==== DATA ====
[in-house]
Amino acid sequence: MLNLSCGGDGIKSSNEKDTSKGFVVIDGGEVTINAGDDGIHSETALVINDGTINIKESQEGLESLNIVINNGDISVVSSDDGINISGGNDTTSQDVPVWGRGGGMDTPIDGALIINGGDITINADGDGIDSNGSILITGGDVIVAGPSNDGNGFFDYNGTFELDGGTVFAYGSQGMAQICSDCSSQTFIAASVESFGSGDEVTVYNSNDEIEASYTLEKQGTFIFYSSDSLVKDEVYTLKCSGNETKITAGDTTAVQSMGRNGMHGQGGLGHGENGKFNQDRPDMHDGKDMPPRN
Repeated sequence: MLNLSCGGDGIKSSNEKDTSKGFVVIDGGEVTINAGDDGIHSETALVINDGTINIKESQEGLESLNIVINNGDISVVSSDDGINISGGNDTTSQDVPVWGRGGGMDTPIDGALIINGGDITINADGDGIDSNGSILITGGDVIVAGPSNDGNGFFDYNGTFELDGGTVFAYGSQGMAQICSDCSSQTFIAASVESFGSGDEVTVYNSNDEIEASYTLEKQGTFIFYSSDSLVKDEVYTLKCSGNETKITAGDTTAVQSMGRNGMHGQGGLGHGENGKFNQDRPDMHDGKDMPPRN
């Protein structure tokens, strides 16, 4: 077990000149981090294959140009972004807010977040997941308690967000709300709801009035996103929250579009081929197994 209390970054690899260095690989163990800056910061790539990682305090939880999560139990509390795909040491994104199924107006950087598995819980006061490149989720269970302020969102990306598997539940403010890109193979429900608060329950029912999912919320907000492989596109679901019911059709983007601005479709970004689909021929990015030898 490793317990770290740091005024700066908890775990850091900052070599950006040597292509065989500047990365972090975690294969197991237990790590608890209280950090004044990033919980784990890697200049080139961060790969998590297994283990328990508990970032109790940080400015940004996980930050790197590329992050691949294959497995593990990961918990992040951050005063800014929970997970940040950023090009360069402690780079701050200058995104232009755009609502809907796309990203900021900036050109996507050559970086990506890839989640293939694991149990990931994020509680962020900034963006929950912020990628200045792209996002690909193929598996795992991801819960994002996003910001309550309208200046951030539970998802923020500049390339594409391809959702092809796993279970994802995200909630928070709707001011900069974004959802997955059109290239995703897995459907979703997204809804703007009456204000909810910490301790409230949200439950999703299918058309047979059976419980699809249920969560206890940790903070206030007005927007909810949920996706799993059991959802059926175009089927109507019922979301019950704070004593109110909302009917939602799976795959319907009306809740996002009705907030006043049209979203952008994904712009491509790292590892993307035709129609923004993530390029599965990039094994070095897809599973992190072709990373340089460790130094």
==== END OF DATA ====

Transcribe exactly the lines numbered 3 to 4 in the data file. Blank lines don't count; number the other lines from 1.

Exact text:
Repeated sequence: MLNLSCGGDGIKSSNEKDTSKGFVVIDGGEVTINAGDDGIHSETALVINDGTINIKESQEGLESLNIVINNGDISVVSSDDGINISGGNDTTSQDVPVWGRGGGMDTPIDGALIINGGDITINADGDGIDSNGSILITGGDVIVAGPSNDGNGFFDYNGTFELDGGTVFAYGSQGMAQICSDCSSQTFIAASVESFGSGDEVTVYNSNDEIEASYTLEKQGTFIFYSSDSLVKDEVYTLKCSGNETKITAGDTTAVQSMGRNGMHGQGGLGHGENGKFNQDRPDMHDGKDMPPRN
């Protein structure tokens, strides 16, 4: 077990000149981090294959140009972004807010977040997941308690967000709300709801009035996103929250579009081929197994 209390970054690899260095690989163990800056910061790539990682305090939880999560139990509390795909040491994104199924107006950087598995819980006061490149989720269970302020969102990306598997539940403010890109193979429900608060329950029912999912919320907000492989596109679901019911059709983007601005479709970004689909021929990015030898 490793317990770290740091005024700066908890775990850091900052070599950006040597292509065989500047990365972090975690294969197991237990790590608890209280950090004044990033919980784990890697200049080139961060790969998590297994283990328990508990970032109790940080400015940004996980930050790197590329992050691949294959497995593990990961918990992040951050005063800014929970997970940040950023090009360069402690780079701050200058995104232009755009609502809907796309990203900021900036050109996507050559970086990506890839989640293939694991149990990931994020509680962020900034963006929950912020990628200045792209996002690909193929598996795992991801819960994002996003910001309550309208200046951030539970998802923020500049390339594409391809959702092809796993279970994802995200909630928070709707001011900069974004959802997955059109290239995703897995459907979703997204809804703007009456204000909810910490301790409230949200439950999703299918058309047979059976419980699809249920969560206890940790903070206030007005927007909810949920996706799993059991959802059926175009089927109507019922979301019950704070004593109110909302009917939602799976795959319907009306809740996002009705907030006043049209979203952008994904712009491509790292590892993307035709129609923004993530390029599965990039094994070095897809599973992190072709990373340089460790130094």